Being involved in a serious accident can leave a person with burdensome medical bills and financial hardship due to missed work. Symptoms that do not become apparent until days or weeks after an accident can be more difficult to relate directly to the accident. As a result, insurance companies may try to evade liability. Getting compensation for injuries by means of a personal injury lawsuit may be a viable solution for some, but those without documentation of their injuries will have a much harder time making a successful claim.  

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Winnebago County personal injury attorneysFor many people, the upcoming six weeks are the best time of the year. Getting together with friends and family to enjoy a special meal, exchange gifts, or simply catch up is a cherished part of the holiday season. Many of these holiday gatherings will also involve alcohol. Unfortunately, this means that there are more alcohol-impaired drivers on the roads during the holiday season. The National Highway Transportation Safety Administration (NHTSA) estimates that on average, about a third of fatal car accidents involve an alcohol-impaired driver. During the winter holiday season however, an astounding 60 percent of fatal traffic accidents involve a driver who was drinking. This holiday season, make a commitment not to drink and drive and take steps to keep you and your family as safe as possible on the roads.

Make a Transportation Plan Before Drinking

One of the most misunderstood things about drinking and driving is that most individuals who are caught driving under the influence never intended to drive intoxicated. Often, auto accidents occur when drivers do not realize how impaired they actually are and overestimate their ability to drive a car safely. When a person consumes alcohol, the brain releases a neurotransmitter called norepinephrine. This results in lowered inhibitions, increased impulsivity, and diminished decision-making skills. It is extremely important to always have a travel plan in place before starting to drink. Waiting to figure out how you will get home from a holiday party after you have already begun drinking can be disastrous.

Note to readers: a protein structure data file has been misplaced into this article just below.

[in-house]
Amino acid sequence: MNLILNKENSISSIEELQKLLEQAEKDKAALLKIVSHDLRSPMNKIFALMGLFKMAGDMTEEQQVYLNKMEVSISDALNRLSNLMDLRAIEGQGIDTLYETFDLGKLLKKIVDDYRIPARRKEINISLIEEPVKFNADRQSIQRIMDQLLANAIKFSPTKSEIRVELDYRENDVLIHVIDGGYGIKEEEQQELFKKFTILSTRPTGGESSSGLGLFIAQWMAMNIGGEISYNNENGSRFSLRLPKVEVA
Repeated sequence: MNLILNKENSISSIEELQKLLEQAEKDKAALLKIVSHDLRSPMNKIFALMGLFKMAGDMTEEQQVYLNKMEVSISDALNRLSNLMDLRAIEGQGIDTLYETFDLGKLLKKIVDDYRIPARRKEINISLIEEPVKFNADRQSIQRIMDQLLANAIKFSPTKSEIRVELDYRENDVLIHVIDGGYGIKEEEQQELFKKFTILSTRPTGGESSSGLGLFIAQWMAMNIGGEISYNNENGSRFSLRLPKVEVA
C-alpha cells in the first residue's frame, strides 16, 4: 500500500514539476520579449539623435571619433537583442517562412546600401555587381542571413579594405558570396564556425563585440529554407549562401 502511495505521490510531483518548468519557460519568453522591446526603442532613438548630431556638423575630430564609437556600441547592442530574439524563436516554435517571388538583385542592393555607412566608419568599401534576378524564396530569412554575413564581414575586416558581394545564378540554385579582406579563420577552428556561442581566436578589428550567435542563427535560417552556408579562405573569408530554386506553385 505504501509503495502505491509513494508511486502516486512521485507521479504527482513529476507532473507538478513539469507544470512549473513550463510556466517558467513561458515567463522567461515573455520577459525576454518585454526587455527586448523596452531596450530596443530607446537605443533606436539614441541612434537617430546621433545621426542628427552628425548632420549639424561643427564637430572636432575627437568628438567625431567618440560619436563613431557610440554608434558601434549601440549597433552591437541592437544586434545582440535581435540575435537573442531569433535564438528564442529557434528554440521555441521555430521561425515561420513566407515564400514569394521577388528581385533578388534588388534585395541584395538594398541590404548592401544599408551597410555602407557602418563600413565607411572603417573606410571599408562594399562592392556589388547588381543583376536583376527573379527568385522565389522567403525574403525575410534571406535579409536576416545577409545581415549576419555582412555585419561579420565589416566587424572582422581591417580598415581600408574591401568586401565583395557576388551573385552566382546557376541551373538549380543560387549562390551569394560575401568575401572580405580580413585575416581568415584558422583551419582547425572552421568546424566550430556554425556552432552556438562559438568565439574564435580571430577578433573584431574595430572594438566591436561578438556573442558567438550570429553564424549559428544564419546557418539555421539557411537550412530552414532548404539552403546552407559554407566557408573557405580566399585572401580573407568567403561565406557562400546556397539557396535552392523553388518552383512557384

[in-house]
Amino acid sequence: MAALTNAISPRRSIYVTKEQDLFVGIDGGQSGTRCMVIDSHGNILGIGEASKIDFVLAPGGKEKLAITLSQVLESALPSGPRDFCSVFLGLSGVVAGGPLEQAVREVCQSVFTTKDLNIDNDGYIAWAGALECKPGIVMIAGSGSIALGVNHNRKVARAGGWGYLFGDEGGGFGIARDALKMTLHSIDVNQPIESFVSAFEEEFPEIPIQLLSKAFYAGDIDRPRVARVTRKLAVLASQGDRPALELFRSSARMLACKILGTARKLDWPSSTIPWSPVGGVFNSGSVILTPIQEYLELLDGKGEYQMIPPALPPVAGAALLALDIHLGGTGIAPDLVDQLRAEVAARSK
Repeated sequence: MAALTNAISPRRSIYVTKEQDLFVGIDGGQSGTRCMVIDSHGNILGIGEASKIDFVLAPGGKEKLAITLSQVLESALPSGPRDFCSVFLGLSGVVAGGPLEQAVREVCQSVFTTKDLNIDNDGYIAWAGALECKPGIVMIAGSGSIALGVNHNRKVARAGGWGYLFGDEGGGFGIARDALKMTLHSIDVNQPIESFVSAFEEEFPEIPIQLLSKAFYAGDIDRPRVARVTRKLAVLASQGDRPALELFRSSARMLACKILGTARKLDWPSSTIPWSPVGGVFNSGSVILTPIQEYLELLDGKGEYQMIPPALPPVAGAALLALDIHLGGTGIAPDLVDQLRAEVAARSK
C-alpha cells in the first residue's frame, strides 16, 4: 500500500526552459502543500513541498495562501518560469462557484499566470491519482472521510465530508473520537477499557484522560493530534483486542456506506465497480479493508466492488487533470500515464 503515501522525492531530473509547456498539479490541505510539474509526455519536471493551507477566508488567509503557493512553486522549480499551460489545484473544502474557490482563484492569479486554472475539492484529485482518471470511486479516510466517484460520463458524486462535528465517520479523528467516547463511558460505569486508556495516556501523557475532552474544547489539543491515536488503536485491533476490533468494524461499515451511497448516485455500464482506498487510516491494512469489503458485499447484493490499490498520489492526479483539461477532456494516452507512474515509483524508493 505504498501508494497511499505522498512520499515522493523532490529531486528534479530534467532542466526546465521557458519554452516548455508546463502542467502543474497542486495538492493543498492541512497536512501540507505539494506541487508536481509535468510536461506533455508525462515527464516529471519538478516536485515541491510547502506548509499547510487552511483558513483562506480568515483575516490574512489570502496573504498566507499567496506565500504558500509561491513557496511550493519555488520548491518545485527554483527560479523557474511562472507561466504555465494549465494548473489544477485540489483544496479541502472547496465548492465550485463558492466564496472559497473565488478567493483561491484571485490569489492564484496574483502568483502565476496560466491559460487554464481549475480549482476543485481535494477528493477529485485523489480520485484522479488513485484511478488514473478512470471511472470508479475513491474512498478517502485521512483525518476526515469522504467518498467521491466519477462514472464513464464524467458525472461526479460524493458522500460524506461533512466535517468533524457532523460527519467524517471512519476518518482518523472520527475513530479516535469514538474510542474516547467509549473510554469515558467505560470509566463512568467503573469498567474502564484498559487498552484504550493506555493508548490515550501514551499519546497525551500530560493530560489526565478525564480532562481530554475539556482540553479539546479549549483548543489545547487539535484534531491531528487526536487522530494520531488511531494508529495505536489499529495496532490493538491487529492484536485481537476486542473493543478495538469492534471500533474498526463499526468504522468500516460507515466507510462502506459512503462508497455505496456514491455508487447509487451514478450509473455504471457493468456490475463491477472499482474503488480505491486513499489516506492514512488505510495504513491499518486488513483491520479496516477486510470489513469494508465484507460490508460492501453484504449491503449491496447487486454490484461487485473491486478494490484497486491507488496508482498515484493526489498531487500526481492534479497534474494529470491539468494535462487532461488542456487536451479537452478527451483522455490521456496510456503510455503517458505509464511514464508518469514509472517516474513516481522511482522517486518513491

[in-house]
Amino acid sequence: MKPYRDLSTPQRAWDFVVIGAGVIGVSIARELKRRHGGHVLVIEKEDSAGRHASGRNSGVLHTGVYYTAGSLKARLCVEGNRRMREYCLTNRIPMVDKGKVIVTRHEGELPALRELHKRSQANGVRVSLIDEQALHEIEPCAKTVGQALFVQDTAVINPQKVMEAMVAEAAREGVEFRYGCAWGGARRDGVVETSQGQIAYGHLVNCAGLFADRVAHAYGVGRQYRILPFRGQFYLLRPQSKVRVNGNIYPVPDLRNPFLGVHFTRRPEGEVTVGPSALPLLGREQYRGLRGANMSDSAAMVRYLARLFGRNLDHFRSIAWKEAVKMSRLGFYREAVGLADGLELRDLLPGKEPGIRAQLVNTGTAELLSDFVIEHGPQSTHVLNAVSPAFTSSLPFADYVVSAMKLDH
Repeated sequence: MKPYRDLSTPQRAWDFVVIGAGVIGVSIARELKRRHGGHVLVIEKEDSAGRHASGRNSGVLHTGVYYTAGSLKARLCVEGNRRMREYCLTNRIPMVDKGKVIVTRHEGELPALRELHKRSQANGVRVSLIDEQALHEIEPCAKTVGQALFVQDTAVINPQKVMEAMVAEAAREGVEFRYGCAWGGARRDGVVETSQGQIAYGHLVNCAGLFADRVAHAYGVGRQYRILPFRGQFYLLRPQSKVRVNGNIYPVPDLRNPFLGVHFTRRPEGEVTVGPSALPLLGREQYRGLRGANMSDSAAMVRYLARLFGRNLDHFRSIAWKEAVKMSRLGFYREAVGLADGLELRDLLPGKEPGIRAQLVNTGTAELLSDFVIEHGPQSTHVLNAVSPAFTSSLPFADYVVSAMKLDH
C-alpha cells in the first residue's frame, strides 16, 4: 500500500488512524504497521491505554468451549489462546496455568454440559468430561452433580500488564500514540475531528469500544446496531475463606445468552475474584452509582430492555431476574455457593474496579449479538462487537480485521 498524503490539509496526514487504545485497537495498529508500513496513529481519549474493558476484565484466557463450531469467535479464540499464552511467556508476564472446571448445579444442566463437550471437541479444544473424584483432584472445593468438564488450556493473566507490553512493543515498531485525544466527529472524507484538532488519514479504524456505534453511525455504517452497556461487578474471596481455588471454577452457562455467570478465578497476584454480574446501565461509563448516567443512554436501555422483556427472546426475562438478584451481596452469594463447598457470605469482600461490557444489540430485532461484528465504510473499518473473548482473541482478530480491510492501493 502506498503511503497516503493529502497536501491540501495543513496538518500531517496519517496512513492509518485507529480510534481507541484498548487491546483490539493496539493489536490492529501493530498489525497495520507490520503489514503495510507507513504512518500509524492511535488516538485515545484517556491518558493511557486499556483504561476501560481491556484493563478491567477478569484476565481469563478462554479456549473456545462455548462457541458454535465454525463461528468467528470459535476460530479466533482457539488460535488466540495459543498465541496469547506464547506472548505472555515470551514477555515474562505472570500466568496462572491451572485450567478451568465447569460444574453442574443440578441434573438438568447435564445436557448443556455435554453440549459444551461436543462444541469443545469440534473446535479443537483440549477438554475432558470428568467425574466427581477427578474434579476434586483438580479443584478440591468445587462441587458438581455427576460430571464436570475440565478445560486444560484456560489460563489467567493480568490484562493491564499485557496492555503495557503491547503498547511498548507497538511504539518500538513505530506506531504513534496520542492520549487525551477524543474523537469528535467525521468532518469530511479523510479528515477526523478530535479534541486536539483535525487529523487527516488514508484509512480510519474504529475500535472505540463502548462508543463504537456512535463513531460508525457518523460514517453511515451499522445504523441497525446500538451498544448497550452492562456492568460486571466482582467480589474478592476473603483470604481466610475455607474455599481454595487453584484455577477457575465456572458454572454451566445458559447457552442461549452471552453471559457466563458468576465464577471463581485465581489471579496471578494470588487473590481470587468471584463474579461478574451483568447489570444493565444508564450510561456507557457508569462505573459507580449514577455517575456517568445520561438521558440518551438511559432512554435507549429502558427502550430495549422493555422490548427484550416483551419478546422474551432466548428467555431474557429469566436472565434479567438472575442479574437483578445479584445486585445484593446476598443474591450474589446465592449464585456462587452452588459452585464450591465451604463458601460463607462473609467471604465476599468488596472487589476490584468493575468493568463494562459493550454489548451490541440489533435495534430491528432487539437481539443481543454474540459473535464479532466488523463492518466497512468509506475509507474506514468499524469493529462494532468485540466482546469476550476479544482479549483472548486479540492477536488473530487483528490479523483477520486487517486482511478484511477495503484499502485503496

If You Are Involved in an Accident with a Drunk Driver, Act Quickly

The team at Mannarino & Brasfield hope that your holiday season is safe and enjoyable. However, if you are involved in an accident with an intoxicated driver, make sure to take the following steps: Always call the police if you have been in a car crash with a person you suspect has been drinking. If you have been injured—even slightly—get checked out at the hospital immediately. Often, individuals involved in a car accident do not realize how hurt they really are until hours after the accident. Lastly, take steps to document the damage to your vehicle as well as any injuries you sustained.

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Rockford personal injury attorneyFrom the beginning of automobile manufacturing, auto manufacturers have worried about safety. Motor vehicles are constantly being redesigned with increasingly effective safety features. Components like seatbelts, safety glass, and padded dashboards were among the first efforts at increased automobile safety. Airbags designed to cushion passengers in the event of a car crash were another significant addition to automobile design. More recently, experts have been working to understand how these safety features work together to prevent passenger injury during a traffic accident. Insurance companies and automakers are continuously analyzing data in an attempt to answer the question, “Which seat is the safest to be in during a car crash?” 

The Rear Middle Seat Is Often the Farthest from Impact

Many people believe that the rear middle seat is the safest seat in an average automobile. This seat is the furthest away from the sides of the car. In the event of a crash, the passenger in the middle seat is theoretically less likely to come into contact with crushed windows and sides and suffer injury. Statistically, the rear middle seat has been found to be the safest seat during crashes that occur at intersections.

NHTSA Says Children Should Always Ride in the Back Seat

The National Highway Traffic Safety Administration (NHTSA) officially recommends that parents place children under 13 years of age in the back seat. The rear middle seat is considered the best seat for children, but only if that seat is equipped with a functioning 3-point seat belt. The NHTSA also recommends the rear middle seat as the safest location for a child in a car seat. Studies show that placing a car seat in the rear middle may reduce the risk of injury by up to 43 percent.